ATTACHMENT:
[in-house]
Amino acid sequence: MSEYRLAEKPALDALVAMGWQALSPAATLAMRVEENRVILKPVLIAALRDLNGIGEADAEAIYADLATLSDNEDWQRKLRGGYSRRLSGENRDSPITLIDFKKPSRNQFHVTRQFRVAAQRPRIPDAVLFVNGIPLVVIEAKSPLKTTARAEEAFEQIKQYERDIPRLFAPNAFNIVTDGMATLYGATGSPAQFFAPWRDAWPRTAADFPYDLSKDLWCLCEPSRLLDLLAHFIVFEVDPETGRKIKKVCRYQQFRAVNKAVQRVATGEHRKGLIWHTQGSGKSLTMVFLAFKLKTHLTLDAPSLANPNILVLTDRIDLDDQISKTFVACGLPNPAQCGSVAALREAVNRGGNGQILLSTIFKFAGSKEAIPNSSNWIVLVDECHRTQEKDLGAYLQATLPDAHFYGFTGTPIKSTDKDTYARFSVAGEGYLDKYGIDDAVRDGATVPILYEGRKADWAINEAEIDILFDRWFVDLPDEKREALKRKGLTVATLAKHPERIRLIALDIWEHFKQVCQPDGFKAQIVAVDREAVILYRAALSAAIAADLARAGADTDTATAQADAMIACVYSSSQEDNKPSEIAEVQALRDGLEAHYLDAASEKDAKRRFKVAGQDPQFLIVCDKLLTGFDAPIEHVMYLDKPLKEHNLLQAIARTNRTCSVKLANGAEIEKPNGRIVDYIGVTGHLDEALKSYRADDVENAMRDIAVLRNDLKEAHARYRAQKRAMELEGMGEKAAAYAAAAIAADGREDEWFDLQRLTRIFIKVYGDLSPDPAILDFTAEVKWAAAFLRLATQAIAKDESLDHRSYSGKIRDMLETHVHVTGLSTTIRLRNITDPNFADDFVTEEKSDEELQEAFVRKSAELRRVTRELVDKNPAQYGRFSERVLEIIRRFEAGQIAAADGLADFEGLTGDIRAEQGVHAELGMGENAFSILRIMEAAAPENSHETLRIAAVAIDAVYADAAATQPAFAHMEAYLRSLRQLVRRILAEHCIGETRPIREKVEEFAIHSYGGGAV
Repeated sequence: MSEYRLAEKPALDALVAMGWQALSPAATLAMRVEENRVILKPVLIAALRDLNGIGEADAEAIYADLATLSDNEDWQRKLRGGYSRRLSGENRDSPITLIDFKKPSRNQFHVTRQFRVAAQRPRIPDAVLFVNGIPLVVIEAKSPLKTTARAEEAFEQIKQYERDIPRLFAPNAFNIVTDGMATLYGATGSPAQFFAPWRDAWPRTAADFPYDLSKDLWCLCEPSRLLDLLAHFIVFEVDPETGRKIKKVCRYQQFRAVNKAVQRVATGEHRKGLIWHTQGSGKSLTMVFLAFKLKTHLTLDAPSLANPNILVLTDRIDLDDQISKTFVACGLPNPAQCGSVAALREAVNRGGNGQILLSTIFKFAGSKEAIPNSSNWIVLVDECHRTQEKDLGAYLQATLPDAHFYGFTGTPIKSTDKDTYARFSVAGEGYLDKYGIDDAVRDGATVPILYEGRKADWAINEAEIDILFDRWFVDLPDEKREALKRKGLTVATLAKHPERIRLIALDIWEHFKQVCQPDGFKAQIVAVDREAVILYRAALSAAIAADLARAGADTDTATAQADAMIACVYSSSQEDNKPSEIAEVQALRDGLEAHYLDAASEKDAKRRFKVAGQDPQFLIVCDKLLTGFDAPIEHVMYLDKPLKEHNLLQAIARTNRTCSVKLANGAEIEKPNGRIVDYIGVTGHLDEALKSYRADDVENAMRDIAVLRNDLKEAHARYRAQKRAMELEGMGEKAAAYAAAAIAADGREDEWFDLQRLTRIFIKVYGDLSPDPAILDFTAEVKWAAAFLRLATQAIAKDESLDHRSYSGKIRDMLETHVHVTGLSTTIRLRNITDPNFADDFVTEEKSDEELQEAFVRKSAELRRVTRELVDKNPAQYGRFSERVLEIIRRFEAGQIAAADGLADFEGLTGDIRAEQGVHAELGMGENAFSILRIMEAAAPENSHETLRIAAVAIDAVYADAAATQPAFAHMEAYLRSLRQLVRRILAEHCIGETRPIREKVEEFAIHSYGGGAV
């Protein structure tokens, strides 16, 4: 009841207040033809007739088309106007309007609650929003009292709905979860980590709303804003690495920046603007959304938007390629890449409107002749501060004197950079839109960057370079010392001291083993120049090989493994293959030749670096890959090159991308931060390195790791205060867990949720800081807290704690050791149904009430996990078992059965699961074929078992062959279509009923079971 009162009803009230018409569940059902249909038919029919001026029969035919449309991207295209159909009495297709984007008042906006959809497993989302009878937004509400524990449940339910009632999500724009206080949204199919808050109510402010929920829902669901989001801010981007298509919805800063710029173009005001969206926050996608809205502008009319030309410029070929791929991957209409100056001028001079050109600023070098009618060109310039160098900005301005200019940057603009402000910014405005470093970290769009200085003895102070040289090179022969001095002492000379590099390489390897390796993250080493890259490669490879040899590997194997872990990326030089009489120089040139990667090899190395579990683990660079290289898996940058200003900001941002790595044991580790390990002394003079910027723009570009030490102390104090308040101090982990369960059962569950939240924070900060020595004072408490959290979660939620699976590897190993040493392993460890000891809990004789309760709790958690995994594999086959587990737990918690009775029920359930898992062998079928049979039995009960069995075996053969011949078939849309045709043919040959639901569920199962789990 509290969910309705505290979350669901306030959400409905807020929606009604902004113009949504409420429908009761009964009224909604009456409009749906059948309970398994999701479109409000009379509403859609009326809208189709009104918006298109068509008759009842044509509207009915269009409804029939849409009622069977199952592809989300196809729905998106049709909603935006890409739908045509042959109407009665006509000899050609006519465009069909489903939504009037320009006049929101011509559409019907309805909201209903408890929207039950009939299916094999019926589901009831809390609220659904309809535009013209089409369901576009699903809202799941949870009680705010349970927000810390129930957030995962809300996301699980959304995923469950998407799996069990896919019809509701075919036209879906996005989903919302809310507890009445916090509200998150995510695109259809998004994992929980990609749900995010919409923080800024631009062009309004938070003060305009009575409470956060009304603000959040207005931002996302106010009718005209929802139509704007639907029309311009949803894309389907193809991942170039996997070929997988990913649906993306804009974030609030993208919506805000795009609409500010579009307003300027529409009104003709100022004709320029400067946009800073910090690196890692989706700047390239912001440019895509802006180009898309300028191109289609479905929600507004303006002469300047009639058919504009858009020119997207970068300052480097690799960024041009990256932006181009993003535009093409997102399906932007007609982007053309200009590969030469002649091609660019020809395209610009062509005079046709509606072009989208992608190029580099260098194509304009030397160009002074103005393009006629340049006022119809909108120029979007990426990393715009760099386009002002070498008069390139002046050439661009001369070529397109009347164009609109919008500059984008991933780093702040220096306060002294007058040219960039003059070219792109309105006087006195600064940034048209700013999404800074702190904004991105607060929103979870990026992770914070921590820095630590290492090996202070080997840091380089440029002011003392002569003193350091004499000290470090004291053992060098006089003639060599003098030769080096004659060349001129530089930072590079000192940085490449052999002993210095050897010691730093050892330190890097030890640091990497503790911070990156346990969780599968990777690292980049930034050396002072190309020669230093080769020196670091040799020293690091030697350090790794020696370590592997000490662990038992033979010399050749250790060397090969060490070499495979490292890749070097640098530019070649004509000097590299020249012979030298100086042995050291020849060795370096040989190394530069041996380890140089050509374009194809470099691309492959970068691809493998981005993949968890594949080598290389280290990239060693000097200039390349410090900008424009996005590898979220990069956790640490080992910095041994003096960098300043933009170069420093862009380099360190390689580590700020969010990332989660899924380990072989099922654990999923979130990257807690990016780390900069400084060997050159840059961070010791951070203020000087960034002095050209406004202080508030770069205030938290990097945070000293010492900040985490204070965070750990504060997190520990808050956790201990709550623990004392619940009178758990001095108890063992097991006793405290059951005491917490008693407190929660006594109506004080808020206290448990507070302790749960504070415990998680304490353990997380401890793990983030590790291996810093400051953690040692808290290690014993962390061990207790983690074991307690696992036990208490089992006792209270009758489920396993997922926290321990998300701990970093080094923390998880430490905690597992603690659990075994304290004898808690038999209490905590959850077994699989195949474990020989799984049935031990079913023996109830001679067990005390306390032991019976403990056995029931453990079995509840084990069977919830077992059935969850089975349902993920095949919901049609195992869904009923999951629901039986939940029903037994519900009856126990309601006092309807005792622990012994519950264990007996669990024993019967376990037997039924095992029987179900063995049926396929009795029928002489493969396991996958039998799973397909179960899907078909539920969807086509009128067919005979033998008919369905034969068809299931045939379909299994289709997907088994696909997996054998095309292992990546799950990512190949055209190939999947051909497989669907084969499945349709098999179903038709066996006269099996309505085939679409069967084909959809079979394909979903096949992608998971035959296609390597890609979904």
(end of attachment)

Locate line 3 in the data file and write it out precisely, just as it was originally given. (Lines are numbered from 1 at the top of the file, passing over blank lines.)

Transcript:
Repeated sequence: MSEYRLAEKPALDALVAMGWQALSPAATLAMRVEENRVILKPVLIAALRDLNGIGEADAEAIYADLATLSDNEDWQRKLRGGYSRRLSGENRDSPITLIDFKKPSRNQFHVTRQFRVAAQRPRIPDAVLFVNGIPLVVIEAKSPLKTTARAEEAFEQIKQYERDIPRLFAPNAFNIVTDGMATLYGATGSPAQFFAPWRDAWPRTAADFPYDLSKDLWCLCEPSRLLDLLAHFIVFEVDPETGRKIKKVCRYQQFRAVNKAVQRVATGEHRKGLIWHTQGSGKSLTMVFLAFKLKTHLTLDAPSLANPNILVLTDRIDLDDQISKTFVACGLPNPAQCGSVAALREAVNRGGNGQILLSTIFKFAGSKEAIPNSSNWIVLVDECHRTQEKDLGAYLQATLPDAHFYGFTGTPIKSTDKDTYARFSVAGEGYLDKYGIDDAVRDGATVPILYEGRKADWAINEAEIDILFDRWFVDLPDEKREALKRKGLTVATLAKHPERIRLIALDIWEHFKQVCQPDGFKAQIVAVDREAVILYRAALSAAIAADLARAGADTDTATAQADAMIACVYSSSQEDNKPSEIAEVQALRDGLEAHYLDAASEKDAKRRFKVAGQDPQFLIVCDKLLTGFDAPIEHVMYLDKPLKEHNLLQAIARTNRTCSVKLANGAEIEKPNGRIVDYIGVTGHLDEALKSYRADDVENAMRDIAVLRNDLKEAHARYRAQKRAMELEGMGEKAAAYAAAAIAADGREDEWFDLQRLTRIFIKVYGDLSPDPAILDFTAEVKWAAAFLRLATQAIAKDESLDHRSYSGKIRDMLETHVHVTGLSTTIRLRNITDPNFADDFVTEEKSDEELQEAFVRKSAELRRVTRELVDKNPAQYGRFSERVLEIIRRFEAGQIAAADGLADFEGLTGDIRAEQGVHAELGMGENAFSILRIMEAAAPENSHETLRIAAVAIDAVYADAAATQPAFAHMEAYLRSLRQLVRRILAEHCIGETRPIREKVEEFAIHSYGGGAV